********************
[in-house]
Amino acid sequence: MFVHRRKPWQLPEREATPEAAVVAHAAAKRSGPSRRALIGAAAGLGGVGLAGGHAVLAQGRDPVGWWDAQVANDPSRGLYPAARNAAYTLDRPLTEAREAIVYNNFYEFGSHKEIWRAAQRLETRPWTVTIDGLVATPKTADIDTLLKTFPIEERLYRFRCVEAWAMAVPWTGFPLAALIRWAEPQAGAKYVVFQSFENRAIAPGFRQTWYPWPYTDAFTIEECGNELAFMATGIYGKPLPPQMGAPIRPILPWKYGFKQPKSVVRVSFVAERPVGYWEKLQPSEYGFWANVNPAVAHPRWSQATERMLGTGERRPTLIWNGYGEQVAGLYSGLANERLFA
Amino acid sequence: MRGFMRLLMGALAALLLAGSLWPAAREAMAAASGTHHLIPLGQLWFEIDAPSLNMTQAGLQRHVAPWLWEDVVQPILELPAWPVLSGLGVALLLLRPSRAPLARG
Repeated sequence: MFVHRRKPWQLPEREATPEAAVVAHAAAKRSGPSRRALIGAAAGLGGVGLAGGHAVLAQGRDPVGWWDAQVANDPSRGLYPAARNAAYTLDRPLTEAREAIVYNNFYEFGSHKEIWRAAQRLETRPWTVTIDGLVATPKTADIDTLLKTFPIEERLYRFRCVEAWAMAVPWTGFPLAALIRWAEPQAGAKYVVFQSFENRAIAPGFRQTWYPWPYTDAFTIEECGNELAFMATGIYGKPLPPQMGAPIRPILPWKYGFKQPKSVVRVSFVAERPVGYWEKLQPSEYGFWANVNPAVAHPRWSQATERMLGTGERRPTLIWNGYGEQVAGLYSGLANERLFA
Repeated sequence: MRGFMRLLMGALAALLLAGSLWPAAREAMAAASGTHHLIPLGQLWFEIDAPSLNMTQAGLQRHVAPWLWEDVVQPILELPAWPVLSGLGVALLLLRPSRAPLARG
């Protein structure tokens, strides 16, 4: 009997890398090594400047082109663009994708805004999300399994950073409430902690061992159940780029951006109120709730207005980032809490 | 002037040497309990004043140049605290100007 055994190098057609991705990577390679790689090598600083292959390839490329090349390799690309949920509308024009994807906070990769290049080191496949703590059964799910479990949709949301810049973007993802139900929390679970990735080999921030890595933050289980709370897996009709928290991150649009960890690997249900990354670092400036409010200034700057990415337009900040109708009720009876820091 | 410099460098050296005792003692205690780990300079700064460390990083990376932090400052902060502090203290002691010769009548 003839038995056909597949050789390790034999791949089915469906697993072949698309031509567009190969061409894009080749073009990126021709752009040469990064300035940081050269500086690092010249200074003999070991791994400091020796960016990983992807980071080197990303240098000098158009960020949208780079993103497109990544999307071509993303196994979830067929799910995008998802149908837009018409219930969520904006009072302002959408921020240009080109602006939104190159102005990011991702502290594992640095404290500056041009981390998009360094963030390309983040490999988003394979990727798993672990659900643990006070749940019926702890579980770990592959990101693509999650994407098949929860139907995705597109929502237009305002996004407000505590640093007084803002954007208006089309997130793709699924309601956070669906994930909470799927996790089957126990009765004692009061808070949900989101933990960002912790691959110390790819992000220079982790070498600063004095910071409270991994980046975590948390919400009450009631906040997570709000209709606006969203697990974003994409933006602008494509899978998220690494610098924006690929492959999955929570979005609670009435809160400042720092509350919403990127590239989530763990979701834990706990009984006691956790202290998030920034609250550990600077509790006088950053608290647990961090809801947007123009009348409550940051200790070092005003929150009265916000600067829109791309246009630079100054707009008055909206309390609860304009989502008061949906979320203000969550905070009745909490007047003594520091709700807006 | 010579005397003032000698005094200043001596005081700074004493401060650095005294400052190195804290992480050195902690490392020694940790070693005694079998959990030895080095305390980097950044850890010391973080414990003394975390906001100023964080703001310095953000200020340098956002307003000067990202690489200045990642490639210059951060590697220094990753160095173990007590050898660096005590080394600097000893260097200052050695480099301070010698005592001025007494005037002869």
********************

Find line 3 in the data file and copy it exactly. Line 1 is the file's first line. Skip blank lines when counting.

Amino acid sequence: MRGFMRLLMGALAALLLAGSLWPAAREAMAAASGTHHLIPLGQLWFEIDAPSLNMTQAGLQRHVAPWLWEDVVQPILELPAWPVLSGLGVALLLLRPSRAPLARG